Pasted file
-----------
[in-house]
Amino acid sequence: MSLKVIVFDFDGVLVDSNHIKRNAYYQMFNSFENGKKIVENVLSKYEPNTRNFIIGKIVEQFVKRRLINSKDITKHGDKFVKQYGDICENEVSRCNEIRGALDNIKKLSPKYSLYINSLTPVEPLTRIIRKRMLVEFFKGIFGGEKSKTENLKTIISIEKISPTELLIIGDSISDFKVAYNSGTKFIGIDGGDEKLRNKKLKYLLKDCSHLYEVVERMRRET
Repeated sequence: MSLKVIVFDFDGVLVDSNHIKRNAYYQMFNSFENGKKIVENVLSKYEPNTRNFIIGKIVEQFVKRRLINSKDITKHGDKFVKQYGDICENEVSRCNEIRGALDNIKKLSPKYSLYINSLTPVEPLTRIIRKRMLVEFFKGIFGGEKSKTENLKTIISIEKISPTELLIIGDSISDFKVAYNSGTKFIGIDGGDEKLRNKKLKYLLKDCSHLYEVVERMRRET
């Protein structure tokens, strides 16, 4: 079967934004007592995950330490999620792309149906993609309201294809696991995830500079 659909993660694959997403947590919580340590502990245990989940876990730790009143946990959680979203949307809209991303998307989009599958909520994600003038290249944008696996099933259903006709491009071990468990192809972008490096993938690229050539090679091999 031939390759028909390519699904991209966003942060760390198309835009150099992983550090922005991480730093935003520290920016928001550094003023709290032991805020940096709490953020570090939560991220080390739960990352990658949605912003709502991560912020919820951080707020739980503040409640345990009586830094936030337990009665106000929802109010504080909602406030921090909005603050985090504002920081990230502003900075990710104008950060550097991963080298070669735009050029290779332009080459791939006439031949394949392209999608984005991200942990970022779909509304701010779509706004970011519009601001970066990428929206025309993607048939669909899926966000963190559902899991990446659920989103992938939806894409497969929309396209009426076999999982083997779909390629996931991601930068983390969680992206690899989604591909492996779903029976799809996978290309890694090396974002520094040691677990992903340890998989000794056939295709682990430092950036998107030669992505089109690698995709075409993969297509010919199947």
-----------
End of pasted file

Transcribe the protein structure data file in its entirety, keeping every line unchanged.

[in-house]
Amino acid sequence: MSLKVIVFDFDGVLVDSNHIKRNAYYQMFNSFENGKKIVENVLSKYEPNTRNFIIGKIVEQFVKRRLINSKDITKHGDKFVKQYGDICENEVSRCNEIRGALDNIKKLSPKYSLYINSLTPVEPLTRIIRKRMLVEFFKGIFGGEKSKTENLKTIISIEKISPTELLIIGDSISDFKVAYNSGTKFIGIDGGDEKLRNKKLKYLLKDCSHLYEVVERMRRET
Repeated sequence: MSLKVIVFDFDGVLVDSNHIKRNAYYQMFNSFENGKKIVENVLSKYEPNTRNFIIGKIVEQFVKRRLINSKDITKHGDKFVKQYGDICENEVSRCNEIRGALDNIKKLSPKYSLYINSLTPVEPLTRIIRKRMLVEFFKGIFGGEKSKTENLKTIISIEKISPTELLIIGDSISDFKVAYNSGTKFIGIDGGDEKLRNKKLKYLLKDCSHLYEVVERMRRET
């Protein structure tokens, strides 16, 4: 079967934004007592995950330490999620792309149906993609309201294809696991995830500079 659909993660694959997403947590919580340590502990245990989940876990730790009143946990959680979203949307809209991303998307989009599958909520994600003038290249944008696996099933259903006709491009071990468990192809972008490096993938690229050539090679091999 031939390759028909390519699904991209966003942060760390198309835009150099992983550090922005991480730093935003520290920016928001550094003023709290032991805020940096709490953020570090939560991220080390739960990352990658949605912003709502991560912020919820951080707020739980503040409640345990009586830094936030337990009665106000929802109010504080909602406030921090909005603050985090504002920081990230502003900075990710104008950060550097991963080298070669735009050029290779332009080459791939006439031949394949392209999608984005991200942990970022779909509304701010779509706004970011519009601001970066990428929206025309993607048939669909899926966000963190559902899991990446659920989103992938939806894409497969929309396209009426076999999982083997779909390629996931991601930068983390969680992206690899989604591909492996779903029976799809996978290309890694090396974002520094040691677990992903340890998989000794056939295709682990430092950036998107030669992505089109690698995709075409993969297509010919199947």